Down East 2013 ©
From Our Archives April 1976
A look back at Down East Thirty-Seven years ago
Cover by D. Crosby Brown
North by East
Musical Revolt Down East
Citizens of Castine have developed a battle song in their fight to repeal the controversial state educational funding law. It’s on a record entitled Revolt Down East, which extols Castine’s resistance to the tax and encourages people all over Maine to “Sing out for the constitution and win our freedoms back.” They admit it might not be another “Yankee Doodle Dandy,” but they hope it will have the same effect.
End of an Era
During the winter, a bit of rural Americana passed into history. The last Grange Store in the nation closed its doors. Located in North Jay, customers could buy crackers and molasses out of the barrel, carloads of grains, boots, shoes, or have a cut of “moose cheese” from the huge round on the counter. With the store closed, the smell of grain and leather or ripe cheese and sweet molasses have begun to fade into memory.
“Where East is East”
The Maine Sunday Telegram admitted it was wrong in reporting that Alaska, not Maine, is the easternmost state in the nation. The paper says it committed geographical treason by accepting as true the claim of two readers and a scientist that some of Alaska’s Aleutian Island lies on the far side of the International Date Line, which would make them east instead of west of Maine.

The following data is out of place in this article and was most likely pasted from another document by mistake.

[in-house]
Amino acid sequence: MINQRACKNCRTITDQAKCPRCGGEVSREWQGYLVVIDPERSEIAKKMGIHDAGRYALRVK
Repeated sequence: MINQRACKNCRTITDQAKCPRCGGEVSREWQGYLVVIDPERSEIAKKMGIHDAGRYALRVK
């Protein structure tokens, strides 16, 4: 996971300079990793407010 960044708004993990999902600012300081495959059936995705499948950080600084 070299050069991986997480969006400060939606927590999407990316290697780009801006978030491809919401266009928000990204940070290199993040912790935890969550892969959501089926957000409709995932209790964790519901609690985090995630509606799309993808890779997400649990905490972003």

Letters to the editor
Your January article, “Maine Winters — Are They Getting Warmer or Colder,” reminded me of an entry in some notes compiled by Arthur L. Holbrook. “In June 1816 it was so cold they wore overcoats and mittens. My grandfather had a small clay pipe to dip the corn with because he could not pick corn with his mitten.” I don’t recall ever hearing of a cold summer quite like that one.
Marjorie B. Libby, Brunswick, Maine
Down East Bookshelf
Gulls: A Social History by Frank Graham Jr.
China, Maine: Bicentennial History by Mary M. Grow
Benjamin Browne Foster’s Down East Diary by Charles H. Foster
The Survival of the Bark by John McPhee
Handsome Headpiece for Top Hands, Ramrods, and Dudes.
To keep you cool headed and jauntily comfortable. $12.95.
From the Ukraine to Maine
My father, Ivan Ivanovich Kaida, is a natural-born farmer who considers the twenty-two years he spent working in a factory — on a machine that made parts for other machines — “worse than a prison sentence.” Upon retirement three years ago, he and my mother left their life in urban New Jersey and moved to Richmond, Maine, where they started over as farmers.
Down East Homes
Home With A History
Two-hundred-year-old Colonial homestead looks over lawns, gardens, fields, and woods on a thirty-eight-acre property in Woolwich. $150,000.